But less visible ‘downs’ lurk. Last year’s riots are still puzzled over, as though they were a puzzle and not an inexorable, rippling, shocking outcome of deep social frustration and fragmentation. The rest of the country observes the partying, unsure how to approach the shenanigans – to share vicariously, or to resent. London geographer, scholar and activist Doreen Massey (World City, 2007) comments on the inequalities - of funding and opportunity created by London’s status as the ‘national’ as opposed to anywhere else being ‘regional’ - ‘the national is pulled apart by its very geography’ . The large cultural institutions epitomize this, all the time. The Olympics tops them; it sits with Londoners, invades or enhances their town, but it's somehow also to be owned and paid for by the rest of the nation, hosting the world of sport.
Being there, I got to be interested in what was happening behind the Olympics: after all a site had been nominated and appropriated, and in an urban context this made it inevitable that people had been displaced. There's excitement, argument (ticket-sale management has been a shemozzle) and apprehension. It hardly needs saying that security is an even bigger project than usual; a struggle to address real fears and strategies: in the midst of this the Ministry of Defence decided missile batteries should be installed on rooftops in East London. Affected residents were shocked, angered, galvanized into protest. Last week the Guardian credited this piece of non-consulted idiocy with having ‘brought together communities from across London’ and creating a real sense of common purpose. (See https://www.guardian.co.uk/commentisfree/2012/jun/29/olympics-londoners-march-rooftop-missiles )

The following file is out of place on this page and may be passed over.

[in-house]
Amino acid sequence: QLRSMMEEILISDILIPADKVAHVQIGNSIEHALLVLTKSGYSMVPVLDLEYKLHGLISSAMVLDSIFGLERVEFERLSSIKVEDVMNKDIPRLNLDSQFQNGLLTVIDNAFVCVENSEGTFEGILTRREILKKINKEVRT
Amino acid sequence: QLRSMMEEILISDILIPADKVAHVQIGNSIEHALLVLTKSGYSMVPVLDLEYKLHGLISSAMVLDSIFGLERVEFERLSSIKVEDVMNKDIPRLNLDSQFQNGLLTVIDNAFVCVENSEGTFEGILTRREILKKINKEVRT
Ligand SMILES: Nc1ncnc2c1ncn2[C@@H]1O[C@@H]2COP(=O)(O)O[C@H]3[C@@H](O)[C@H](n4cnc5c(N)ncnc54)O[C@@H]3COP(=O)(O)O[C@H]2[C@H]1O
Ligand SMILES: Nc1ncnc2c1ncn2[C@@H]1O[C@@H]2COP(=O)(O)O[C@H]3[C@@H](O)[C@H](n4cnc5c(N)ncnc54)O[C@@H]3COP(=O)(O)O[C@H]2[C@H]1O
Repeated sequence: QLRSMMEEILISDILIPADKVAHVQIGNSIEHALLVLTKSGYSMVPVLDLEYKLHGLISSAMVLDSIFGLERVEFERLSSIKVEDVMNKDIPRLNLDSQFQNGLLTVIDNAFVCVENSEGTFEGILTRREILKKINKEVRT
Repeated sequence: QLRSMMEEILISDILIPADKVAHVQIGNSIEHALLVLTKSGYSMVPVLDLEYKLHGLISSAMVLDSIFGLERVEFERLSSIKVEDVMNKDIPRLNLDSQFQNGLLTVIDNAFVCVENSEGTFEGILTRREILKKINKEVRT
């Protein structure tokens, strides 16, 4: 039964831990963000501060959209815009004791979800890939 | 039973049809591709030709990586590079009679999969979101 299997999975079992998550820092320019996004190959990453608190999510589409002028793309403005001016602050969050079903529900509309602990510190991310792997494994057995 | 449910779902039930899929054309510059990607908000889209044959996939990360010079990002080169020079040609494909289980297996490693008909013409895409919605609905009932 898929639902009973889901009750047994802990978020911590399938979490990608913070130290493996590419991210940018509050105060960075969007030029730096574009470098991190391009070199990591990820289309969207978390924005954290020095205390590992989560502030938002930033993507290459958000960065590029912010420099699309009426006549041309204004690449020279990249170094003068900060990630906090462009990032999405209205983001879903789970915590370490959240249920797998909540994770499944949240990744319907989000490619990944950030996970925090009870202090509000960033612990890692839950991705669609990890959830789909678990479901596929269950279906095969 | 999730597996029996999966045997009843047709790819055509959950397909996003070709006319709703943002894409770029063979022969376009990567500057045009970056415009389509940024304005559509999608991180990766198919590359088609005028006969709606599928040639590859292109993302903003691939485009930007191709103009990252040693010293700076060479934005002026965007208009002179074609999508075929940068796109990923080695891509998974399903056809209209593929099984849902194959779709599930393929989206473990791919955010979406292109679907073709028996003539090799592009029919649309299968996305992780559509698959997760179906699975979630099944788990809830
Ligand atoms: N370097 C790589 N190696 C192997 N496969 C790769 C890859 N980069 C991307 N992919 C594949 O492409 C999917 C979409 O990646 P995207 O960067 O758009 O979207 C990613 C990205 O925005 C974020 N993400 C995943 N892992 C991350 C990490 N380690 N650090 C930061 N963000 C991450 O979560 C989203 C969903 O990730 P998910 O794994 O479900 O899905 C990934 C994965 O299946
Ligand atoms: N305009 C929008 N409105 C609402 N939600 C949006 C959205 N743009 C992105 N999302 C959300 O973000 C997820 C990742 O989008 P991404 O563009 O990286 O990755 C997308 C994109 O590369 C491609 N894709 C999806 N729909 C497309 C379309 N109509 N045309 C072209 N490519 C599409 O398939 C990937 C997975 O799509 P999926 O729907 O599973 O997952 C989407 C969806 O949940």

Against all this, and indulging my own eclectic and increasingly comfortable treks around the city, I thought Iain Sinclair’s Ghost Milk: Calling Time on the Grand Project looked like a logical read – mandatory for naive visitors and likely toscratch the complaisance of locals. Sinclair recalls the early 70s around Hackney Wick, areas of London later allowed to decline – a process arguably aimed at softening up development grabs for the 2012 Olympics. While I asked questions about location friends suggested that siting the Olympics around the old Hackney Marshes was no great loss, but Sinclair wouldn’t agree. He prods the runaway raptor that's the modern Olympic Games - its teeth feeds on the worst of capital's dodgy underbelly. My words, Sinclair's sentiments. London these days, to an occasional drop-in (which I am; always greedy to return) is highly accessible, a much fonder city than it was 3 decades back. But Sinclair implies this shift has been at great cost to its most vulnerable long-term residents. The smooth-talking bureaucrats turn his stomach. He's savage: his anger's infectious.